Posts Tagged ‘Banks’
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NSA surveillance, wiretapping and its impact on culture and country

“The tyranny of a prince in an oligarchy is not so dangerous to the public welfare as the apathy of the citizens in a democracy” Montesquieu

  • Change
      • Remember way back when Janet Napolitano and DHS listed conservatives, pro-lifers, ex vets, Christians as potential terrorists. Did that enable NSA to target and scrutinize the phone and computer data of people associated with those groups? Is a great question, inspired by a great post:

Obama represents the counterculture of the 1960s. The part that hated the culture and the institutions of the country. They are the ones who spit on Viet Nam vets as they came home, and chanted “Ho, Ho, Ho Chi Min, the Viet Cong are going to win” as they rioted for a communist victory in Viet Nam.

They didn’t like America. And they went on a long march through the institutions they own today: academia, the media, the press, the “permanent” government.

Pushing back, the rest of the country became more reflexively more pro-country. But that is changing thanks to the Obama administration. Now that the hard core cadres of the Left have captured the Presidency, the patriotism of the Country Class may be turning…. love is reciprocated with hate, there is a reaction…..

My admiration for law enforcement, for the military, for teachers, for trust in the basic justice of the government is disappearing. I may soon end up as part of the NEW American counterculture. After all, if the country under Obama represent the dominant culture, then those of us who were once patriots will now become what they once were.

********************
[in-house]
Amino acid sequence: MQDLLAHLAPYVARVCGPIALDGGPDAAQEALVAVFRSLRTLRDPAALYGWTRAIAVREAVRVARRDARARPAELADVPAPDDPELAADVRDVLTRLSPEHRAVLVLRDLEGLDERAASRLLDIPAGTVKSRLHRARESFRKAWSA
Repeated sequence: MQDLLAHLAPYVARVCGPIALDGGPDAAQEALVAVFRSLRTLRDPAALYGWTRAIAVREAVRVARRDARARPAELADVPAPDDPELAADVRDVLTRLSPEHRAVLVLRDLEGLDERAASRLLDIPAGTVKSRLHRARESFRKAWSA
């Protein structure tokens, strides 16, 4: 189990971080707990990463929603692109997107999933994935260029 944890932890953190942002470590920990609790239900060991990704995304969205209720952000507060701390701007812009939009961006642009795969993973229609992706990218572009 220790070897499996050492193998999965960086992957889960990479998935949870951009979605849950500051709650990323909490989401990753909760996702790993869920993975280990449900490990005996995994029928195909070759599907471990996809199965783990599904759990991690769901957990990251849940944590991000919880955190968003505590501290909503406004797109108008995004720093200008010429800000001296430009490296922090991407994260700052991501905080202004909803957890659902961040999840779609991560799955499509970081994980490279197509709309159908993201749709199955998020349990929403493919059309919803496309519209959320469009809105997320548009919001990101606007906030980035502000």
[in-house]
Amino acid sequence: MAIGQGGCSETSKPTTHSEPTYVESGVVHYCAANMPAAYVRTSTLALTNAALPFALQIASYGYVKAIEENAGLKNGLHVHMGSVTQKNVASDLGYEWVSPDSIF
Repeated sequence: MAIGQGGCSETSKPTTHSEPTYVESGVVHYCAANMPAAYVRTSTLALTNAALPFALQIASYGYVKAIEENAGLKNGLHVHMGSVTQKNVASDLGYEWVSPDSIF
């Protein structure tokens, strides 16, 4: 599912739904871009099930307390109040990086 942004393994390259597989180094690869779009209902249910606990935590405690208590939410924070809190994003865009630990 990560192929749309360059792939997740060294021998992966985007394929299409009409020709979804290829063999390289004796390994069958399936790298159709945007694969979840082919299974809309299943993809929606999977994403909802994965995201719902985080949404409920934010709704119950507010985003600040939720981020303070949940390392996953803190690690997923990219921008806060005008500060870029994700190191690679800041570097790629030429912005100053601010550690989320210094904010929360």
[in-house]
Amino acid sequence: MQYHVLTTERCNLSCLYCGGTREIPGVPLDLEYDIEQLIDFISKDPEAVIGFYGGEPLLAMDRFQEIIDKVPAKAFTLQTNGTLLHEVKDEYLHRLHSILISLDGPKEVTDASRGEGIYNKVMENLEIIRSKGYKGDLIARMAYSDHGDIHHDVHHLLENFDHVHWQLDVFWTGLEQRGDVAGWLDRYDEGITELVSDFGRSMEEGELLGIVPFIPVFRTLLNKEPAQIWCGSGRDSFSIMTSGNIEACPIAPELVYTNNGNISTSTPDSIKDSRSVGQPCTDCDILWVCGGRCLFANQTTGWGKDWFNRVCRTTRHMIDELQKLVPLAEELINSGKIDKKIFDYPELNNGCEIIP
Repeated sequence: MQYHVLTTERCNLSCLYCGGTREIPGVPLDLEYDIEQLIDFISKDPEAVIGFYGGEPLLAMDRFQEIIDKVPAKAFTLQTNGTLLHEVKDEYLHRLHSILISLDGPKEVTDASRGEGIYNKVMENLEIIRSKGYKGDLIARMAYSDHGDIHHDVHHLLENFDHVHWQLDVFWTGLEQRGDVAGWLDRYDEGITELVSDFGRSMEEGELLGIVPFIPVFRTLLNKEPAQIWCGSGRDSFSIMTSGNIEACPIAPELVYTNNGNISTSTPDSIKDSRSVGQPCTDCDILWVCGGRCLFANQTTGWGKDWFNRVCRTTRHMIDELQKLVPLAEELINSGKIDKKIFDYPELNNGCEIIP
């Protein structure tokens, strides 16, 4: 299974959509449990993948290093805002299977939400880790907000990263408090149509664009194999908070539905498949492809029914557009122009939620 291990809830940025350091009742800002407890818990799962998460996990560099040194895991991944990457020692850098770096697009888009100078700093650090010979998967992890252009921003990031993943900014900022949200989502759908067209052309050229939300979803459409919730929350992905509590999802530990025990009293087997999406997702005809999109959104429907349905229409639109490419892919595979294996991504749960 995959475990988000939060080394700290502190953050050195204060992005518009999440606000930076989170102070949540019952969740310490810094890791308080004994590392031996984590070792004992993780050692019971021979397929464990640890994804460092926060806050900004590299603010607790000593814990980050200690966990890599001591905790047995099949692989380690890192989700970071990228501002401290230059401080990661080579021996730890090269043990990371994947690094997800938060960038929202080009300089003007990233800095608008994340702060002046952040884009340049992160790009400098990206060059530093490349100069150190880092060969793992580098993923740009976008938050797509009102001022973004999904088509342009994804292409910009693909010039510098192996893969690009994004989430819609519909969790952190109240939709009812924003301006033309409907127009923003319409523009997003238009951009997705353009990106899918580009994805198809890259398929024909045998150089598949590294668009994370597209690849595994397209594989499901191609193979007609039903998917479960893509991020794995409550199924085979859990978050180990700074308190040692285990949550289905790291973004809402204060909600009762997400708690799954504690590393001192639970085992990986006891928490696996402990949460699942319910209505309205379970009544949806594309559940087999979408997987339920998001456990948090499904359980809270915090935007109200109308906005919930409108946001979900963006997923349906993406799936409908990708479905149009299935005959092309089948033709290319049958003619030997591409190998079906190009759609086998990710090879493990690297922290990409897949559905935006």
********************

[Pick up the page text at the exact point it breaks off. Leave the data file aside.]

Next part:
On Reality, America and the world today

“When plunder becomes a way of life for a group of men living in society, they create for themselves, in the course of time, a legal system that authorizes it and a moral code that glorifies it.” Frederic Bastiat

Understanding reality

Our food, fuel and power bills shoot up while our incomes stagnate. I’m shocked. Who’d have thought that low interest rates would hurt self-funded retirees and other savers? That flooding the system with cheap money would push up the price of things money can buy, like food and other commodities? That these rising prices would feed into the price of other goods, undermining workers incomes. Not to mention the effects of ever increasing government debt. Debts governments will never pay back with coin of equal value. This undermines the currency, increasing import prices and further impoverishing workers, retirees and other savers.

The government intervention is not a win-win. Its a lose, lose and lose again for the people. But at least some are doing well. No, I’m not referring to the politicians, who at least in Australia feel our pain. Or perhaps not: “Politicians get a Christmas cracker of a pay rise“. This pay rise will greatly increase the pensions of those longer standing MP’s likely to lose their seats in the next election. Would that the rest of us were so lucky. But of course that would bankrupt the nation, as the Greeks and other Europeans are finding out.

I’m referring to fat cat bureaucrats rather than politicians. There’s a whole new class of them and they sure can earn. At least that’s my take on this:

Dunchead of, “RBS boss Stephen Hester has accepted his bonus of £963,000 on top of his annual salary of £1.2 million. RBS is 80% owned by the UK taxpayer. This image represents his annual income as 2.2 million pixels, comparing it in ‘income parade’ style with other taxpayer-employed workers.”